Does the thought of Egypt conjure images of pyramids, camels, and desert? We often forget that Egypt is much more than just Cairo and Giza, home to the country’s national museum, the sphinx, and pyramids — or Luxor and Aswan, home to the tombs of queens and pharaohs along with the monumental temples built in their honor. Egypt is also a country with an extensive coastline that skirts the Mediterranean Sea along its northern edge and the Red Sea on the east, while two fingers of the Red Sea — known as the Gulf of Suez and the Gulf of Aqaba — flank the Sinai Peninsula.
It was not our first time visiting Egypt when we traveled there in March 2019. We knew we wanted to try something beyond the traditional tourist draws. We both love to swim and particularly enjoy ocean swimming. We had done some snorkeling in other destinations and decided we wanted to experience the Red Sea coastline.
A Bit About The Red Sea And Egypt’s Eastern Desert
The Red Sea is the body of water located between the northeast edge of Africa and the countries of Saudi Arabia and Yemen. In a previous trip to Israel, we had the opportunity to do some snorkeling in the Gulf of Aqaba while in Eilat. Our memory of the beautiful, clear, azure waters and abundance of colorful fish made us eager to try snorkeling in this part of the world again. After much research, we concluded that the region along the eastern edge of Egypt from Hurghada to Marsa Alam was the best choice for our snorkeling adventure. Reading about the beauty and variety of corals along with the amazing and unique wildlife one might see, we curated our trip around this snorkeling destination.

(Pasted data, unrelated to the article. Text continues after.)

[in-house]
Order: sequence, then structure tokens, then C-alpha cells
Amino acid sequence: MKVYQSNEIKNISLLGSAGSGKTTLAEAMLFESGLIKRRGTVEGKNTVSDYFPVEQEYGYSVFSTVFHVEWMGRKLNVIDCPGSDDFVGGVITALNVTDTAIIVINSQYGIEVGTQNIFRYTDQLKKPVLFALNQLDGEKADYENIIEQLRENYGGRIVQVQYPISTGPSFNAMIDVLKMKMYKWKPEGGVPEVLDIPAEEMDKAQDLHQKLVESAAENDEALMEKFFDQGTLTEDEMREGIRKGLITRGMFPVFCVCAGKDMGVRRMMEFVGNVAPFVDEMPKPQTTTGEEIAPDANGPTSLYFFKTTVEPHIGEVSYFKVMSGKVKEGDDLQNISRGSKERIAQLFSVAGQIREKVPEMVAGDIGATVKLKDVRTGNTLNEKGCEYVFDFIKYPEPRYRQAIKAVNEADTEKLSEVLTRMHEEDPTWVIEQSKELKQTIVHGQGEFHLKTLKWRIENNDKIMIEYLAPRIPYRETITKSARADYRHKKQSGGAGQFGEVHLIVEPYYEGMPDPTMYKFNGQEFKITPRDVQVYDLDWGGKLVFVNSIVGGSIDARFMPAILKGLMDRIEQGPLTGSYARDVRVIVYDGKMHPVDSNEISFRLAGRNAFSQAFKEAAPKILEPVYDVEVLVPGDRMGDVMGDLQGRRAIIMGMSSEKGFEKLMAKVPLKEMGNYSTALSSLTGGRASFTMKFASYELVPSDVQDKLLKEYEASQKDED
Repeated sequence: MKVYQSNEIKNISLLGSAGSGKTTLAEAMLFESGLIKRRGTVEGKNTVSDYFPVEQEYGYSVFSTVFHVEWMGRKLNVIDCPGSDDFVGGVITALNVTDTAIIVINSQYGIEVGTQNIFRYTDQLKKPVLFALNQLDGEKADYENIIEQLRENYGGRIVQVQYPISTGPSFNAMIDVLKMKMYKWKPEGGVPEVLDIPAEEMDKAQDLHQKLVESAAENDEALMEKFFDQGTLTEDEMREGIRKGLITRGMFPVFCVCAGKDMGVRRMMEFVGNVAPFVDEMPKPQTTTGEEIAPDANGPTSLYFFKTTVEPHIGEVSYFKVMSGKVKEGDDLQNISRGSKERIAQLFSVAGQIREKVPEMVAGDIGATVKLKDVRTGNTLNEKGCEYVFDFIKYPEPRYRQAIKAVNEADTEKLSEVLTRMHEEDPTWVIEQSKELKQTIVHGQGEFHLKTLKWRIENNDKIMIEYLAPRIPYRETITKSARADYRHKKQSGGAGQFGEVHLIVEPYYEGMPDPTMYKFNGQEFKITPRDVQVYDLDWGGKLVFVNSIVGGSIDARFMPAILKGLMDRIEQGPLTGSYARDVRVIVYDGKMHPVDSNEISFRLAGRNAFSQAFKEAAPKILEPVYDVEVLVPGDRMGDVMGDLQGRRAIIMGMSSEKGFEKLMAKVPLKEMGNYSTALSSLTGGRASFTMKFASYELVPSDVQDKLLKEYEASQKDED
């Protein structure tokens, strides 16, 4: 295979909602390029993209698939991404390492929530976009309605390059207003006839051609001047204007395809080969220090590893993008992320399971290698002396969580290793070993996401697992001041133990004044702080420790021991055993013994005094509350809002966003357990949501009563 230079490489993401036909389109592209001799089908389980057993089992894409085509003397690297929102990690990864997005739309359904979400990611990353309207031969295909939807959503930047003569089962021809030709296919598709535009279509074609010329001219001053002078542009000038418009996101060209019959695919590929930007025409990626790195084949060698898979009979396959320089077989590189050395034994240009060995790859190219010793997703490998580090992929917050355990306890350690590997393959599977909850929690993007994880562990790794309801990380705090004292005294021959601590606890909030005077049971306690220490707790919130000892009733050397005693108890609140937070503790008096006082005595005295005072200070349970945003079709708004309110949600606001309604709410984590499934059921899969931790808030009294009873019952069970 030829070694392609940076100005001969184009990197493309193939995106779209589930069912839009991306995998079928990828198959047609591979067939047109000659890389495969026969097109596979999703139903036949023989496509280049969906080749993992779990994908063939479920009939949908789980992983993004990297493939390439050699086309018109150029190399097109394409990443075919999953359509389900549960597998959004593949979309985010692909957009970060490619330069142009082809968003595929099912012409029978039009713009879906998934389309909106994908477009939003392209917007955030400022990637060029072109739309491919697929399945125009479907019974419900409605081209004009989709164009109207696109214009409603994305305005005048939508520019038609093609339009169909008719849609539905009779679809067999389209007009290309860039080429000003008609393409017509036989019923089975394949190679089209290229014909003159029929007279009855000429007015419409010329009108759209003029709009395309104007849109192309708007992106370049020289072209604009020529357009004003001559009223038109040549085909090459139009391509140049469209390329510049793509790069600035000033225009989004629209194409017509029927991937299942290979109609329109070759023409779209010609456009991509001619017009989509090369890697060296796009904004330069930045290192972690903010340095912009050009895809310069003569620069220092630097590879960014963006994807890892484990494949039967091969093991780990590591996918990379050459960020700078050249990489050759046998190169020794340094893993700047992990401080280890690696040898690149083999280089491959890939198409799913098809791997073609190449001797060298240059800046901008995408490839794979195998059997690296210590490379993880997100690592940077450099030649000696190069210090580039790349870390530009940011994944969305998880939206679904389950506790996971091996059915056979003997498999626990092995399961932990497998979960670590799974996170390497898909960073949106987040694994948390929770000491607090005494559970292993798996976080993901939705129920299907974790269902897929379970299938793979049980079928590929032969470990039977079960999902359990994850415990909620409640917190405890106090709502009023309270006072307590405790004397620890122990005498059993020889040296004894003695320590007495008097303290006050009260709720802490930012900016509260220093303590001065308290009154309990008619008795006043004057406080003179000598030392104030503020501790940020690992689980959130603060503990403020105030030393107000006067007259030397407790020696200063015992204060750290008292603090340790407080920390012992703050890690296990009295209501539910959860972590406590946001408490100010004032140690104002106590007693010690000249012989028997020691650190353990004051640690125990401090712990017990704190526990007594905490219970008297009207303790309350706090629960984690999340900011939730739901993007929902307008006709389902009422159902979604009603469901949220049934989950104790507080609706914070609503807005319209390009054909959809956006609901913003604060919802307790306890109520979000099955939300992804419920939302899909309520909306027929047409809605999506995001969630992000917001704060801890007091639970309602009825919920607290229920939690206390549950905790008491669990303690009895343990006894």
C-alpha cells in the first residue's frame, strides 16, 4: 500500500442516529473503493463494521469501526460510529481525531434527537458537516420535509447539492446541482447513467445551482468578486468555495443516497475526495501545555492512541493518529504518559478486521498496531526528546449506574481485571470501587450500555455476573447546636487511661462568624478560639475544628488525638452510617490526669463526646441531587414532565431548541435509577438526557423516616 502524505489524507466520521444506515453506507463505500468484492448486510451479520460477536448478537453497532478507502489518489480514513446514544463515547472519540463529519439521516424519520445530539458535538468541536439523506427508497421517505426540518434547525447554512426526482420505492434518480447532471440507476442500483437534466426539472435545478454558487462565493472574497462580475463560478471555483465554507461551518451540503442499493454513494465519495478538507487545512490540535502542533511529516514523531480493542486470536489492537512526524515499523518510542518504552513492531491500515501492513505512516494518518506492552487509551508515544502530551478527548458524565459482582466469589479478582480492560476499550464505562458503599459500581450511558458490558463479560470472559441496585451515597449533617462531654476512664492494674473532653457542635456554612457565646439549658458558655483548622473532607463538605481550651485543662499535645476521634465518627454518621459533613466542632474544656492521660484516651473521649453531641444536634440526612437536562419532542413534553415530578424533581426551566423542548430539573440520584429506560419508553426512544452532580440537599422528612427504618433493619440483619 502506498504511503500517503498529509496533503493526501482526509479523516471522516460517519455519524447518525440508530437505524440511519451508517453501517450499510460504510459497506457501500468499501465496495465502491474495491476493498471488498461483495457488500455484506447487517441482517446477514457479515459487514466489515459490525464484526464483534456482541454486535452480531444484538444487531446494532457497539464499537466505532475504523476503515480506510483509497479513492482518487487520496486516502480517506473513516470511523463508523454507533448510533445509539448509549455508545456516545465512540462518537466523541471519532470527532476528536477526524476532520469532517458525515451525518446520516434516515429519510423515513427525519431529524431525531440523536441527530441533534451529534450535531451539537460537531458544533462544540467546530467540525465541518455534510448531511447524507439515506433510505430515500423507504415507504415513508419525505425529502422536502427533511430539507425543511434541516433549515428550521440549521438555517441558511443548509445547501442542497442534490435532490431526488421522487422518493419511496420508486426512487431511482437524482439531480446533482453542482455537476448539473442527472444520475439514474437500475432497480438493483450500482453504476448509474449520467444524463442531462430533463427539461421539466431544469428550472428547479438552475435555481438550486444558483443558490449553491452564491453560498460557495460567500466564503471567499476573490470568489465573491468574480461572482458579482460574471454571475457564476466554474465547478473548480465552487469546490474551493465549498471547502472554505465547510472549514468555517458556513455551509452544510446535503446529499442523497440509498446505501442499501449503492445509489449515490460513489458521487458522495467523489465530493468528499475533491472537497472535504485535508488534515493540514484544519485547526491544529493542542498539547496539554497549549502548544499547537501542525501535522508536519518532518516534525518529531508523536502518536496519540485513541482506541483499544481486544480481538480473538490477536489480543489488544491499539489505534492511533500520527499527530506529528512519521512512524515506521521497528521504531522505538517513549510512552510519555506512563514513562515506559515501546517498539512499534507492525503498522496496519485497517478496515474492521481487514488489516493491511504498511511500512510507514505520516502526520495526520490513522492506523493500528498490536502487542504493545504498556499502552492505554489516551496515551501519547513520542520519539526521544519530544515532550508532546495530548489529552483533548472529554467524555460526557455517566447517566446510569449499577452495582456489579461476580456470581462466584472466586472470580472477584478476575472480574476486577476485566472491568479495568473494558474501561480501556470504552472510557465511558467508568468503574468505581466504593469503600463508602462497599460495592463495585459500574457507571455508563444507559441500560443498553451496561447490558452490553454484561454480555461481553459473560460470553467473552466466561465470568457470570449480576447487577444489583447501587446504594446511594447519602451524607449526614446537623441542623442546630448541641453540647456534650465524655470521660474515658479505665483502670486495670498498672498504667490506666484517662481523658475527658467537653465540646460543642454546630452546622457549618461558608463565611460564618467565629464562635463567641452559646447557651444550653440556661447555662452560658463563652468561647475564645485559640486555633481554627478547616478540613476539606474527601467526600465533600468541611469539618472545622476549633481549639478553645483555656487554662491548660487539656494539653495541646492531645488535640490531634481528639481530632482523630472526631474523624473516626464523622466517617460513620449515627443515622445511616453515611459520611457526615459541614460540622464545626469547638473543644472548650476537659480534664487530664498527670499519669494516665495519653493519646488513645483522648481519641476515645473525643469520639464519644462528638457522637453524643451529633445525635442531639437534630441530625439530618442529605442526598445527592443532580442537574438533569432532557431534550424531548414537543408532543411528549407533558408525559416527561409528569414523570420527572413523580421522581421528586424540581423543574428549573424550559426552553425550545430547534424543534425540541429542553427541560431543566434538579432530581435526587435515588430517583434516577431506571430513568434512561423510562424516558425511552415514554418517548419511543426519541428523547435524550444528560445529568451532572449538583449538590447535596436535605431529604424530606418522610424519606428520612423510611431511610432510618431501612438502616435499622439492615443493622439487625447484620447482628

Here’s a list of what to expect if you’re considering a trip to snorkel in Egypt’s Red Sea.
1. The Region Is A Popular Destination For Europeans
Unbeknownst to us, Europeans love this affordable coastal wonderland. Visiting when we did, we discovered this is a favored snorkeling, scuba diving, and sun-bathing destination for many winter-weary Europeans, and met many during our excursions. You can expect to be with groups for most any activity you decide to do. You will likely have to sign up for a group snorkeling trip, and there are many options depending on the type and length of trip you would like to take.
2. You Can Stay At One Of The Region’s Many Resorts
This region has been nicknamed the Red Sea Riviera, and its many resorts offer accessibility, convenience, and amenities that many smaller accommodations cannot. There are limited access points for boats to dock and limited beach access. Also, there was little surrounding infrastructure and no other food options available to us, so choosing an all-inclusive resort was almost a necessity.
We stayed at the Hilton Marsa Alam Nubian Resort and enjoyed our time there. We had a lovely, well-appointed room with a balcony and a view of both the Red Sea and one of the many pools on the property. Overall, the resort food was very good and there were a variety of dining options including a massive buffet for breakfast, lunch, and dinner. Depending on where you choose to stay, you may want to research your dining options ahead of time, especially if you have special dietary needs.
3. Bringing Your Own Gear Is Recommended But Not Necessary
We chose to bring our own masks, snorkel, and fins, however, all this equipment is available for rent in most places. I rented a shorty wetsuit when we were out in open water and my husband decided he would be more comfortable renting one for our longer day out and was happy he did. That said, we felt better having gear we knew was reliable and available when the mood struck to head down to the beach and do some more snorkeling.
4. Once Away From Shore, The Water Can Be Chilly And Choppy
This was a surprise to us. We consider ourselves to be proficient swimmers and have experience in open water, yet we were still surprised by the rough waters. We had quite a lot of chop the day we were taken out to view the dugongs: gentle, seagrass-eating, manatee-like creatures. The guide simply assumed we were good swimmers and, without any preamble, hustled us overboard and into the choppy sea.